If you followed the buzz around the State of the Union address, you may be wondering how to make money investing in alternative energy. After all, when even this president starts talking about "global climate change," you have to assume the issue has legs. The new Democrat majority in Congress is already pushing ahead with ideas of its own. And alternative energy ought to be a slam dunk for America. Even those politicians who are still skeptical about global warming agree we need to cut our dependence on oil. After all, some of the money we spend on it is helping finance our enemies, from Al-Qaeda to Iran. And nobody, on either side of the aisle, can ignore the economic cost of oil prices at $50 a barrel or more. So where should you put your money? Hours after the president's speech, I talked to one of the most experienced professional investors in the field. Jack Robinson is the founder and president of Winslow Asset Management in Boston, which has been investing in green energy since 1983. Its ( WGGFX) Winslow Green Growth Fund has a third of its money in the sector and has a terrific record. The first thing to note is that Robinson's warning investors away from the most popular and obvious companies -- such as those involved in corn ethanol and solar technology. They're overhyped and too risky, he says. "Everybody and their brother and their mother is going into the ethanol business," he says. "It's like a gold rush. It's scary. We are not involved in that space, and we continue to avoid it."
Among the problems, he says, is that corn is a pretty inefficient way of making ethanol. And there are a lot of logistics involved in getting it from where the corn grows to where the fuel is needed. "A lot of people rushing into the ethanol 'space' haven't thought it through," he says. Solar power has a different problem. Eventually, it's going to be one of our major energy sources, Robinson predicts. "But it's not yet economic, and I think a lot of the valuations in this space have been inflated. You need to be careful there." The really big problem right now, he argues, is that the essential ingredient for solar paneling is silicon. And there is a worldwide shortage of silicon. That means some of these companies can't get access to the silicon they need to grow the business. The rest will have to pay up for it. And that will make their products even less economical. So where is Robinson putting his investors' money? His biggest tip is geothermal energy. It doesn't sound sexy, but it has three big advantages. First, it already makes economic sense, even if oil falls to $40 a barrel. Second, there are some great plays right here in the U.S. And third, hardly anyone is talking about it on Wall Street, so those stocks look pretty cheap.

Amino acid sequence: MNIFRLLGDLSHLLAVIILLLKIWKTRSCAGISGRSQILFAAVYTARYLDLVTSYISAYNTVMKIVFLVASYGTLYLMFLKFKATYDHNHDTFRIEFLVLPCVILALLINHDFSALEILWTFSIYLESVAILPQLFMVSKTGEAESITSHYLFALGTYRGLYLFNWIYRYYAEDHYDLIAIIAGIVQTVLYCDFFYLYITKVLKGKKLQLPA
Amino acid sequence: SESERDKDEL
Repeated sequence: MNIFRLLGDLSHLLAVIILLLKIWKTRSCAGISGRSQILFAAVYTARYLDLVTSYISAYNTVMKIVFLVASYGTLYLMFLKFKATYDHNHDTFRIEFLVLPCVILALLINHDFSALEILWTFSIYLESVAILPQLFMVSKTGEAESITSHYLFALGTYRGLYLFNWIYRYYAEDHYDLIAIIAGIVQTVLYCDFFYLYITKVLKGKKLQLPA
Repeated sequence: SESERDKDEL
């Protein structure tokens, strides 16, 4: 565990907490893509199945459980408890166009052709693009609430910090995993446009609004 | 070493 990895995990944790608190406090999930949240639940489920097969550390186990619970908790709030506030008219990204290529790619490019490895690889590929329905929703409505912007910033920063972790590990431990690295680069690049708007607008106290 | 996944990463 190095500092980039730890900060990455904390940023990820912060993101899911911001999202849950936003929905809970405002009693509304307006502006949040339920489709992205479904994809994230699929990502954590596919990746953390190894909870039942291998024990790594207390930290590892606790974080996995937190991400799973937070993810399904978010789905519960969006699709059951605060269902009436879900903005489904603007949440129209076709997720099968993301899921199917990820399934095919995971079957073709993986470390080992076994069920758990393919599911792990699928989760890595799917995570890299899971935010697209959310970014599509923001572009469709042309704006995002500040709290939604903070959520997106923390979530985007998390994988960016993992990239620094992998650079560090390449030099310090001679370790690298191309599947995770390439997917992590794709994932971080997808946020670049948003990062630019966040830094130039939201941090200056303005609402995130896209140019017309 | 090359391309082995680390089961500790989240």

Among Robinson's favorites is WFI Industries . It's listed in Toronto but is based in Fort Wayne, Ind. "Nobody really knows about it in the States, but it's approaching a $100 million run rate in sales, and it's growing like crazy," Robinson says. WFI, which stands for Water Furnace Industries, makes systems you can install in your home that will heat it using underground energy. You may only have to go down about five feet to tap the Earth's power. A typical system might cost about $12,000 to install. WFI stock is C$25.00. While some estimates suggest that that's around 35 times the company's likely earnings for 2007, Robinson believes the company will do better than that. He puts the price/earnings ratio down in the 20s. That's pretty cheap for a fast-growing company. At these levels, there's even a 2.3% dividend yield. Another stock he's following is US Geothermal ( UGTH). (Note: This is a speculative stock that trades over the counter.) The company is working geothermal energy from the other end -- building big power plants to harness underground energy and then selling that energy into the grid. The first plant, in Idaho, is under construction and will open by the end of this year, Robinson says. Although it will start by producing 20 megawatts, he believes that could go as high as 200 megawatts in time.